Five new historical novels

The silversmith's wifeWe’re featuring five historical novels this week – three Tudor thrillers, the very highly rated Silversmith’s Wife and the fictionalised biography of Branwell Bronte.

The queen’s man by Clements, Rory

1582: England is a Judas nest of conspiracy. The bitter conflict between the Protestant and Catholic faiths threatens to tear the country in two. While Queen Elizabeth holds the reins of power, there are many whose loyalty lies with her imprisoned cousin, Mary, Queen of Scots. On his first major mission for Sir Francis Walsingham, the young John Shakespeare is ordered to discover conspiracy to free the Stuart queen from Sheffield Castle. All too soon, he realises that the tentacles of the plot reach deep into his native Warwickshire and threaten his own friends and family. His duty lies with Elizabeth – but how far will he go to protect those he loves?

The Tudor vendetta by Gortner, C. W.

November, 1558: Elizabeth I has ascended the throne but the first days of her reign are already fraught with turmoil, the kingdom weakened by past strife and her ability to rule uncertain. When Brendan Prescott, her intimate spy, returns to court at the new queen’s behest, he soon finds himself thrust into a deadly gambit against his old foe, Robert Dudley. But Elizabeth has an even more dangerous assignation in store for him when her favoured lady-in-waiting, Lady Parry, vanishes in Yorkshire

Cromwell’s blessing by Ransley, Peter

‘Cromwell’s Blessing’ is the dramatic story of Tom Neave’s fight for the principles which he holds so dear – democracy, freedom and honour – and his young family, set against the backdrop of the violent conflict of the English Civil War.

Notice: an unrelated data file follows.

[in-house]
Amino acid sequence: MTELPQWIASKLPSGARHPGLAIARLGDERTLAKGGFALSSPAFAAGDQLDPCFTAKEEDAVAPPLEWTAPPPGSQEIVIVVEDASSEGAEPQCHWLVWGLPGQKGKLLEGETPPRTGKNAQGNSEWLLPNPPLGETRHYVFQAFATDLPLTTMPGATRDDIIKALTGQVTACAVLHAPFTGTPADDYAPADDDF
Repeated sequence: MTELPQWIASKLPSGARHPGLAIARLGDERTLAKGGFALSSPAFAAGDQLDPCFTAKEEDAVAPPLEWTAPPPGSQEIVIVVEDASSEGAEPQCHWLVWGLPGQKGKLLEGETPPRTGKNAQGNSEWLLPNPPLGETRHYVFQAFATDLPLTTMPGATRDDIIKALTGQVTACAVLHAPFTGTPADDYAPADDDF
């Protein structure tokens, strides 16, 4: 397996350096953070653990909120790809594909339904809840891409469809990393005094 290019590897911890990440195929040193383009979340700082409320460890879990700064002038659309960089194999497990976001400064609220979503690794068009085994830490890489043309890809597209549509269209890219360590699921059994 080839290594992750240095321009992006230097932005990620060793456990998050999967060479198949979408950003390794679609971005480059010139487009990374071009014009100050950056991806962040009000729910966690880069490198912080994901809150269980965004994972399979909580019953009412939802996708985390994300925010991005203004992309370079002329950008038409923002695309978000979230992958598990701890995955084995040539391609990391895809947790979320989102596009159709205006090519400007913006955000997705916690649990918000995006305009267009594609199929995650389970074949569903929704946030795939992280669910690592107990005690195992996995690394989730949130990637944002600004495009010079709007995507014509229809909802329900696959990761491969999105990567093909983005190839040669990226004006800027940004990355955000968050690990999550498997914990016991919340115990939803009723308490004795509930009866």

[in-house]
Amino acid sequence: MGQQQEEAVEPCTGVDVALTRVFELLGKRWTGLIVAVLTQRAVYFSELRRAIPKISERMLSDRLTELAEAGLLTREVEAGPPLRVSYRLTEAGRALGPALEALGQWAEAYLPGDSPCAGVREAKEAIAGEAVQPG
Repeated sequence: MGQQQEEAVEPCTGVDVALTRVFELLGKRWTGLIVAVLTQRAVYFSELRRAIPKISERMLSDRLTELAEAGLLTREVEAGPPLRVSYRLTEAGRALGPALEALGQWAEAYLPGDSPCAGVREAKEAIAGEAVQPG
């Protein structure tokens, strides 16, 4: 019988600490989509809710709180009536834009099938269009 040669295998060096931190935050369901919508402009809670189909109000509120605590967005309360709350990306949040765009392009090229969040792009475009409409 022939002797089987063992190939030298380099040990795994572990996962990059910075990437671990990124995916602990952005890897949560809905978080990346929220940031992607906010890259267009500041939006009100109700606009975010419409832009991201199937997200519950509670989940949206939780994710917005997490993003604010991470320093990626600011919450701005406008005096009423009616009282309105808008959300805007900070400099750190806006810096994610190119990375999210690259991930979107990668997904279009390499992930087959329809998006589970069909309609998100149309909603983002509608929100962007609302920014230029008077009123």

The silversmith’s wife by Tobin, Sophia

The year is 1792 and it’s winter in Berkeley Square. As the city sleeps, the night-watchman keeps a cautious eye over the streets and another eye in the back doors of the great and the good. Then one fateful night he comes across the body of Pierre Renard, the eponymous silversmith, lying dead, his throat cut and his valuables missing. It could be common theft, committed by one of the many villains who stalk the square, but as news of the murder spreads, it becomes clear that Renard had more than a few enemies, all with their own secrets to hide. At the centre of this web is Mary, the silversmith’s wife.


Sanctuary by Edric, Robert

Haworth, West Yorkshire, 1848. Following a succession of defeats and failures in his professional and personal life, Branwell Brontë – unexhibited artist, unacknowledged writer, sacked railwayman, disgraced tutor and spurned lover – found himself back in Haworth Parsonage, foundering and directionless, and surrounded by his father and his three sisters, whose own pseudonymous successes – allegedly kept secret from him – were only then becoming apparent. Struggling against the constraints and strictures of these claustrophobic surroundings, and in an effort to buttress himself against the disintegration and collapse of his intolerable and desperate existence, Branwell turned increasingly to the drugs, alcohol and self-delusion which already played an increasingly large part of his short, unhappy life